SEOUL (DPA) — South Korea's Constitutional Court Thursday repealed a law punishing adultery, after four previous attempts to throw out the law had failed, a news report said.
"The article violates individuals' freedom to choose their sexual partners and their right to privacy," said an opinion presented by five of the justices who voted down the law in a 7-2 decision, Yonhap News Agency reported.
The anti-adultery law "no longer reflects our people's way of thinking," the opinion said.
Two of the judges had argued that the law was necessary to protect sexual ethics and the institution of marriage, according to Yonhap.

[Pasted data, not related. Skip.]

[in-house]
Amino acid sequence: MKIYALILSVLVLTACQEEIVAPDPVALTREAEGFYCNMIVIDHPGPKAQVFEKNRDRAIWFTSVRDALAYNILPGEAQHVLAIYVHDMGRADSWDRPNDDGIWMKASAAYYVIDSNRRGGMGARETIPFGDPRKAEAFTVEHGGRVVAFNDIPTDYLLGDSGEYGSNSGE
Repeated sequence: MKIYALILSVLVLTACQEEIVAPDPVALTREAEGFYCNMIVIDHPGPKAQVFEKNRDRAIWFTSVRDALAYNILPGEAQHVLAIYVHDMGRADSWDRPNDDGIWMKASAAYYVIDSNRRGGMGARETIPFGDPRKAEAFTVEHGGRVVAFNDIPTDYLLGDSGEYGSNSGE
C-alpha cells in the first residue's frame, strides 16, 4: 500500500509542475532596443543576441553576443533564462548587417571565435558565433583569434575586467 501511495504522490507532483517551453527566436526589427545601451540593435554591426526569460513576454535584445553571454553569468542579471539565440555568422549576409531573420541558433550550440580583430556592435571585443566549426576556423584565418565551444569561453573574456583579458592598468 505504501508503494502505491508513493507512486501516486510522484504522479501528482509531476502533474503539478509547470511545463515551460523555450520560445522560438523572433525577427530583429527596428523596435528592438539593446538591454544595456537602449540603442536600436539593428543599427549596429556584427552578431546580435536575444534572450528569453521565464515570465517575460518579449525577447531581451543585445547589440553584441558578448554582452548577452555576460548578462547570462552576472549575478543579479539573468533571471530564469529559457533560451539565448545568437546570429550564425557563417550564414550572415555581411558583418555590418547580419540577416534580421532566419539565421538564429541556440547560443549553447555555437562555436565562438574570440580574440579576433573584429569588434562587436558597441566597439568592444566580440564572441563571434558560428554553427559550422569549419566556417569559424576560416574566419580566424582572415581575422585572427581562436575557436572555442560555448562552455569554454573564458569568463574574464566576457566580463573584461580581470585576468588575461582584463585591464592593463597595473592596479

Between 1990 and 2008, four petitions to strike down the law failed, the last by only one vote.
Only a few of South Korea's regional neighbours still criminalise adultery, including North Korea, Taiwan and the Philippines.
Nearly 53,000 South Koreans have been indicted for adultery since 1985, Yonhap said, although in the last seven years only a tiny minority had ever been arrested.